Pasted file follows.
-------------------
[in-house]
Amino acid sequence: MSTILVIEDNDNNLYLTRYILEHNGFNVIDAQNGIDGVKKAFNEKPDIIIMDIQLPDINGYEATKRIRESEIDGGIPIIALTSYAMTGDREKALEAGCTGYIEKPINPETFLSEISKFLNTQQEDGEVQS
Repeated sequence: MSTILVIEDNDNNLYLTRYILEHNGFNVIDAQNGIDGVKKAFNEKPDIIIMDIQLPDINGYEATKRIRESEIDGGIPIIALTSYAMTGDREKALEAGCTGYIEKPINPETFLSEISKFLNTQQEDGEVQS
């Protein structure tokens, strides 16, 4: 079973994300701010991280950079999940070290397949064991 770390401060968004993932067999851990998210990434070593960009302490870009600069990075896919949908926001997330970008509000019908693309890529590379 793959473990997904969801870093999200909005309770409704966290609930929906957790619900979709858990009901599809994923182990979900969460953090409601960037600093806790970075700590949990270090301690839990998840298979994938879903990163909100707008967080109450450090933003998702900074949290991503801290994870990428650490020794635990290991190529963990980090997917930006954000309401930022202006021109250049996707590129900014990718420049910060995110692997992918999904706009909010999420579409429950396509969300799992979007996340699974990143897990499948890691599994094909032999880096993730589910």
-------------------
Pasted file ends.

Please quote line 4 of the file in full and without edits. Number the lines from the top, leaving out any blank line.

């Protein structure tokens, strides 16, 4: 079973994300701010991280950079999940070290397949064991 770390401060968004993932067999851990998210990434070593960009302490870009600069990075896919949908926001997330970008509000019908693309890529590379 793959473990997904969801870093999200909005309770409704966290609930929906957790619900979709858990009901599809994923182990979900969460953090409601960037600093806790970075700590949990270090301690839990998840298979994938879903990163909100707008967080109450450090933003998702900074949290991503801290994870990428650490020794635990290991190529963990980090997917930006954000309401930022202006021109250049996707590129900014990718420049910060995110692997992918999904706009909010999420579409429950396509969300799992979007996340699974990143897990499948890691599994094909032999880096993730589910």